On my father’s side of the family, our cultural capital outstripped our financial capital. Ours was a family of scholars and intellectuals. In some parts of our home state, West Bengal, the mere mention of my grandfather’s name endeared me to total strangers. I did not need to read the French sociologist Pierre Bourdieu’s book Distinction in order to learn that one can inherit cultural capital just as conveniently as one can inherit property, stocks, jewelry, or money. My paternal grandfather did not leave me a house or a trust fund. But he did give me a slight edge over my peers. Our school textbooks often included short essays on historical topics written by well-­known Bengali intellectuals. One of those essays focused on Rani Lakshmibai of Jhansi, a 19th century Indian queen famous for going to battle against the British who annexed her kingdom. Whenever we read that essay in class, I sat up a little straighter. We were supposed to take pride in our female ancestors who fought British men on the battlefield long before the independence movement was born. My pride, however, was of a pettier sort than grand nationalist sentiments. My grandfather was the author of that essay. Each time I saw his name in print, I felt a secret pride swell inside me. I was the descendant of a man whose writing was part of the official school syllabus. Even though I did not always tell my classmates or my teachers that the author was my grandfather, the knowledge itself was my cloak of protection. It gave me confidence — a bit of smugness even — that I took for granted. This is how elitism works.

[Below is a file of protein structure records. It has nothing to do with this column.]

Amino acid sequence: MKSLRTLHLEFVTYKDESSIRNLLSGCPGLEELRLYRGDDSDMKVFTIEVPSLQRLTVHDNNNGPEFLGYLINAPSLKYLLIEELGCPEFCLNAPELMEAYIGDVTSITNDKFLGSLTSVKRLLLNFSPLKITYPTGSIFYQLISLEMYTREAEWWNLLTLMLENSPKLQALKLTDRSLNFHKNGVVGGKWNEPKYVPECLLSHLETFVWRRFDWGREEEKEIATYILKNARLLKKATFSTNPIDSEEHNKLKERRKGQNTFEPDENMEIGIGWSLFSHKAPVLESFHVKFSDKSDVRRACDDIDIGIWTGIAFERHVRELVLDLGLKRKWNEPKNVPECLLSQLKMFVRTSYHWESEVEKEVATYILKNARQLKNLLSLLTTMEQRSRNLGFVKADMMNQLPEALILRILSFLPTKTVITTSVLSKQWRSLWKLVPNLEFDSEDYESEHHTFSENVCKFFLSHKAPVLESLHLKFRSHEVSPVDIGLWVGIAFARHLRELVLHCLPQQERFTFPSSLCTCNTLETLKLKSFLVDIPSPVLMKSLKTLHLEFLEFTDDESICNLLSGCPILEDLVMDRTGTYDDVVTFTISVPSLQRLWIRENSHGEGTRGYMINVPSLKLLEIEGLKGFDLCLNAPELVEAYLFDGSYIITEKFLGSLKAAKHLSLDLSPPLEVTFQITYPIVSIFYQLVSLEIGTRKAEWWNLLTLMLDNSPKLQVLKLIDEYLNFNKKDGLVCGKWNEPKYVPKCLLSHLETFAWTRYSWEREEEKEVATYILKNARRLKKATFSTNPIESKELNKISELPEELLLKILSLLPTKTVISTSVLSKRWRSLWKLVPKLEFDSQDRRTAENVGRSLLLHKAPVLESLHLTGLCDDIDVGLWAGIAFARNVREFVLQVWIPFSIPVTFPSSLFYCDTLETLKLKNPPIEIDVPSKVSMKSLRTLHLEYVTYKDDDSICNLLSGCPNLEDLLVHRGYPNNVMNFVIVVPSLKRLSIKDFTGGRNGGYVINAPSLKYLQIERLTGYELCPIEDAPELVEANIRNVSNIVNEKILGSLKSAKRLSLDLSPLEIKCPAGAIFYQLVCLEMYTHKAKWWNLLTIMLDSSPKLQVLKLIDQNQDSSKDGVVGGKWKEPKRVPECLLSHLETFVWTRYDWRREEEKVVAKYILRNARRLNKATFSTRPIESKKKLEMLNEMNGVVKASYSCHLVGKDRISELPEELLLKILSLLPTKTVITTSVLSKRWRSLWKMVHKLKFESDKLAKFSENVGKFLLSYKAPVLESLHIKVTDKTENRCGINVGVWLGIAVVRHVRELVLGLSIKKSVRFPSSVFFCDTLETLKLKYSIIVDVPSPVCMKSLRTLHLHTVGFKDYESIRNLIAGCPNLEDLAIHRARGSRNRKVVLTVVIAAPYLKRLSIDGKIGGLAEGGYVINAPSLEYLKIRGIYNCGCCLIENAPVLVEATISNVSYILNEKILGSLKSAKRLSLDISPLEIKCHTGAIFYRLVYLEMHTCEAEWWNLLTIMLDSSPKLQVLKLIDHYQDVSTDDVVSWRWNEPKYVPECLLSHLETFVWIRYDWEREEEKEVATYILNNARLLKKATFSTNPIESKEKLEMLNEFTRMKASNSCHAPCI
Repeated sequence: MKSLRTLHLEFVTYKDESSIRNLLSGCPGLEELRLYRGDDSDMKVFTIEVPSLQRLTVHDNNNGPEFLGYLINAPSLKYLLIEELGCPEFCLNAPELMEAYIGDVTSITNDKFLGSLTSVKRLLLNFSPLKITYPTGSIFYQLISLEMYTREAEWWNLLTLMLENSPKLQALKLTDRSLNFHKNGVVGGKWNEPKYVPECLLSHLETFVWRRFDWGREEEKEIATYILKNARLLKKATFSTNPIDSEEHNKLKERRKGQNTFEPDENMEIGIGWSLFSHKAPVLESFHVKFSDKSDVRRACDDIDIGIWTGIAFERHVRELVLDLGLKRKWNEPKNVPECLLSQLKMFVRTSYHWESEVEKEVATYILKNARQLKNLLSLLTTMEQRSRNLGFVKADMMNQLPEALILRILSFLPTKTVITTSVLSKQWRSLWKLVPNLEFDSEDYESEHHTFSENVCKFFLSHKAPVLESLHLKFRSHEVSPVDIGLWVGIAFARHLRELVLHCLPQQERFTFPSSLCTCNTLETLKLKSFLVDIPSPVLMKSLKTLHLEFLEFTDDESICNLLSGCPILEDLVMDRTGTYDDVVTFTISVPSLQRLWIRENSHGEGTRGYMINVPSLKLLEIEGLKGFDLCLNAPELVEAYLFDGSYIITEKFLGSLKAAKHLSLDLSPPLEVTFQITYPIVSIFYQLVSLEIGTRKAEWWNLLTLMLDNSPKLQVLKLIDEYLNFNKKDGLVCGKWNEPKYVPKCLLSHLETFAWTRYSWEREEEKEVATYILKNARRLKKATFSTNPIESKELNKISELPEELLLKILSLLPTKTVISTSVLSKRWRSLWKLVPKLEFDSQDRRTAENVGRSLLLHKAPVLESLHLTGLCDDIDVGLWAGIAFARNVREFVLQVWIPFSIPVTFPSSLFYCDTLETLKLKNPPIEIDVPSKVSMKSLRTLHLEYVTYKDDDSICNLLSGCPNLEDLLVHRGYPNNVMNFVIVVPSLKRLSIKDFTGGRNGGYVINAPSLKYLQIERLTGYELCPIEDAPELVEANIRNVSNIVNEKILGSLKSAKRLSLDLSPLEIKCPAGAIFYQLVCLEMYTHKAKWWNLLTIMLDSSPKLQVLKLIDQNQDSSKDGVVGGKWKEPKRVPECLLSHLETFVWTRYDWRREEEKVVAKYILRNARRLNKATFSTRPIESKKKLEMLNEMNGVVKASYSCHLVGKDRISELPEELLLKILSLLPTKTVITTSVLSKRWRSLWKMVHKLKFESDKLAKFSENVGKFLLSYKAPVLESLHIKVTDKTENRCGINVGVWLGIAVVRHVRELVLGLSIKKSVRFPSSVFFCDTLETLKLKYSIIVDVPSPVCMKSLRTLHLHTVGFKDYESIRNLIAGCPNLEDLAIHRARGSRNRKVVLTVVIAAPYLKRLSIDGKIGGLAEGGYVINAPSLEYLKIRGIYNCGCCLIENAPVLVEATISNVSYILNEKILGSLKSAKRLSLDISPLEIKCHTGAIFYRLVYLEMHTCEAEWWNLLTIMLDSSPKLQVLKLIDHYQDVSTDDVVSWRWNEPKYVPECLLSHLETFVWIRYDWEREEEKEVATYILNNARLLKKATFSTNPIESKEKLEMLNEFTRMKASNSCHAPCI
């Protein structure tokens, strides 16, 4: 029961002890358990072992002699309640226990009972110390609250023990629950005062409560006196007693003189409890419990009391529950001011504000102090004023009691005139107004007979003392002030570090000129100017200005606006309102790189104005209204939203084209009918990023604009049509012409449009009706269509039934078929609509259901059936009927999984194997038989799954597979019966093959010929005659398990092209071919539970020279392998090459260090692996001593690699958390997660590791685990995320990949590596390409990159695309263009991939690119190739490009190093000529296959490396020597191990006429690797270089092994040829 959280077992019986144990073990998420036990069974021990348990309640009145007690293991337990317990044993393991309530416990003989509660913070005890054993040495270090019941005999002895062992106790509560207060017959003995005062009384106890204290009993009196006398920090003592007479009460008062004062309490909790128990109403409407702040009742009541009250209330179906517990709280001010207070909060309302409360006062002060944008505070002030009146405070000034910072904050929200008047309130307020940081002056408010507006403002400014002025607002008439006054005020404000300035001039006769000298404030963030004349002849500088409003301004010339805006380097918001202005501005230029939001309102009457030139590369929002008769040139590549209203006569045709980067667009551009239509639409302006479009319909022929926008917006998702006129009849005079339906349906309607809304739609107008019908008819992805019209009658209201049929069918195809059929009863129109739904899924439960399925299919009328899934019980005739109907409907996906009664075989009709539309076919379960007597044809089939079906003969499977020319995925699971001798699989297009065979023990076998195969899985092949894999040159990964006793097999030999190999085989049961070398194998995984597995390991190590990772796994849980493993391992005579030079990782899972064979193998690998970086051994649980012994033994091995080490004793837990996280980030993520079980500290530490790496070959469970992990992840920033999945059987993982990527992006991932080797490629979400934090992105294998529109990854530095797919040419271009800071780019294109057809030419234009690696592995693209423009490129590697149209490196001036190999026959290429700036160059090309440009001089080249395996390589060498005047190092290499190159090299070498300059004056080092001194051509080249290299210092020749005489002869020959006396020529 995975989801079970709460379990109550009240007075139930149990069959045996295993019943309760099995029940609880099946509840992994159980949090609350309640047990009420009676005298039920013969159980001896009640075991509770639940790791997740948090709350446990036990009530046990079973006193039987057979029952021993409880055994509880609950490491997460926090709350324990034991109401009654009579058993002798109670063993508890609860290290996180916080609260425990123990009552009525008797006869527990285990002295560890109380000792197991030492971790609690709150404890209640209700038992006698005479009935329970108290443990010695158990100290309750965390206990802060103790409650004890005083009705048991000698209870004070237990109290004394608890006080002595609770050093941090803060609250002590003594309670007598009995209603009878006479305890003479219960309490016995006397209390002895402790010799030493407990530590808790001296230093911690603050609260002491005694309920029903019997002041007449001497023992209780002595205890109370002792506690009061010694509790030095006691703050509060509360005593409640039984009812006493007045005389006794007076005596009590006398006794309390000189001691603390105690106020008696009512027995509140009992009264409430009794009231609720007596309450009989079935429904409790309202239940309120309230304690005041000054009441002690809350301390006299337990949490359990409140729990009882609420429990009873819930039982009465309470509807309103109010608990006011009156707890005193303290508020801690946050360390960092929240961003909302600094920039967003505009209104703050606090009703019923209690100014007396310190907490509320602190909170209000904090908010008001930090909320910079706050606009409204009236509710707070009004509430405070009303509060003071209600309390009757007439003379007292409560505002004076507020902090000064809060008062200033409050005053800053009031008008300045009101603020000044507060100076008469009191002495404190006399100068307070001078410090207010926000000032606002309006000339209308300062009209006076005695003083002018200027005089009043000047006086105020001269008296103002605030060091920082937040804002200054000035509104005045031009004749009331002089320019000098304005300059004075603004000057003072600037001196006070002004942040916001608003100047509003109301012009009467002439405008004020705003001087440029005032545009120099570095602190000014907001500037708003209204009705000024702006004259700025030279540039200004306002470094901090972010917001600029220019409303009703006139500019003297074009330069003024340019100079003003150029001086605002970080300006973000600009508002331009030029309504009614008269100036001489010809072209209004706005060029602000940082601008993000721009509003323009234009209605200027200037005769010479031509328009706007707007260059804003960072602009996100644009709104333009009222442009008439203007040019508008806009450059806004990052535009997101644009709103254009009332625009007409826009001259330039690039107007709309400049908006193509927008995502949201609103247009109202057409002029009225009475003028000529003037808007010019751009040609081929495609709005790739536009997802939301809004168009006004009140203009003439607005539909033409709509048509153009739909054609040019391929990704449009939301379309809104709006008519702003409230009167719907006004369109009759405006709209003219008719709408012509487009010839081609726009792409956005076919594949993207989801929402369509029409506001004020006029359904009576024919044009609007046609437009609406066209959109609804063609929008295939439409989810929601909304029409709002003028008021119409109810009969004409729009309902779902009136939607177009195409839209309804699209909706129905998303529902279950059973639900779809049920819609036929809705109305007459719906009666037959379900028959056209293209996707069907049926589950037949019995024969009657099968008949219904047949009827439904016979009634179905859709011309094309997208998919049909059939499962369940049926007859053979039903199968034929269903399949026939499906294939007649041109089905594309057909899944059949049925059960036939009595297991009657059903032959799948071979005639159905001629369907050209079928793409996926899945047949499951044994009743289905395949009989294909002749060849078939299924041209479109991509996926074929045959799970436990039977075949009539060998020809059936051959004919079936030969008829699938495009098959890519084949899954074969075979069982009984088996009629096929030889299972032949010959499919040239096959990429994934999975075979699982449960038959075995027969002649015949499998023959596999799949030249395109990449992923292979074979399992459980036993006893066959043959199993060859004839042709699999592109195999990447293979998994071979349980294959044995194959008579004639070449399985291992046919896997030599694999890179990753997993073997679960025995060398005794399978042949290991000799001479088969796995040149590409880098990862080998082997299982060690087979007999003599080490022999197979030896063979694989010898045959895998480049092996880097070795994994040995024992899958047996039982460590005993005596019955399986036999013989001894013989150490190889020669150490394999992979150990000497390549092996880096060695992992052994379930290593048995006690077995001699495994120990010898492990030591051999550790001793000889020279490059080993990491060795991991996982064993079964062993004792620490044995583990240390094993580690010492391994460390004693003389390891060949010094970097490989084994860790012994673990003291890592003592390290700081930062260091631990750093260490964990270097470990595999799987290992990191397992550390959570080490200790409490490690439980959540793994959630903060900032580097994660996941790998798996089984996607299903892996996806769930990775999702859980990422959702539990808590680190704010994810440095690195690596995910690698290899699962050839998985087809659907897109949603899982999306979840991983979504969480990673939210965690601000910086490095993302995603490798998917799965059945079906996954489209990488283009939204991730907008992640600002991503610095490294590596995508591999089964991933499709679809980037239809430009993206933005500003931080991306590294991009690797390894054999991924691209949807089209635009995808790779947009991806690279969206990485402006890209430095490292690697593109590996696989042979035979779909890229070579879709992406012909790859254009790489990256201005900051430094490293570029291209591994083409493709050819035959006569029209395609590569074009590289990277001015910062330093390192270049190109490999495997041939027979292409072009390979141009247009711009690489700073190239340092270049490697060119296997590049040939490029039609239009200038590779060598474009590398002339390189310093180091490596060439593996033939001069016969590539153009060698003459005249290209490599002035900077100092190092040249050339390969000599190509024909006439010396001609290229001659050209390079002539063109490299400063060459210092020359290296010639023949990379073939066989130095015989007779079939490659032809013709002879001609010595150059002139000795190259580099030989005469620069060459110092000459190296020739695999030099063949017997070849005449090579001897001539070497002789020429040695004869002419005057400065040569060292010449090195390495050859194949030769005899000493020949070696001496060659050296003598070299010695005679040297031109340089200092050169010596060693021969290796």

The first morning I woke up in America I could smell bacon frying. I was nearly twelve years old. I had spent the night sleeping in the living room of Baba’s childhood friend. This friend, an architect and the grandson of one of modern India’s most influential artists, was married to a white woman. She was cooking us breakfast in the adjoining kitchen when I opened my eyes. Their duplex apartment was right across the Charles River from Harvard Square. My parents slept in one of the two bedrooms on the top level, while our host and his wife had the other bedroom. The couch was allotted to me. It was a modest apartment. As a parochial Bengali girl, I had envisioned the wealthy West as the land of opulent overstuffed sofas, velvet drapes, crystal vases, and expensive carpets. This home was utterly confusing to my eyes. The dining chairs were made of metal tubes and woven cane; the lamps looked like crushed white paper balloons. I had imagined America was the land of rich people with air ­conditioning, big cars, cities laid on grids, and skyscrapers. A new world, a young country where everything sparkled and smelled good, unlike Indian cities where ruins, rickshaws, crooked gullies, and the smell of oldness prevailed.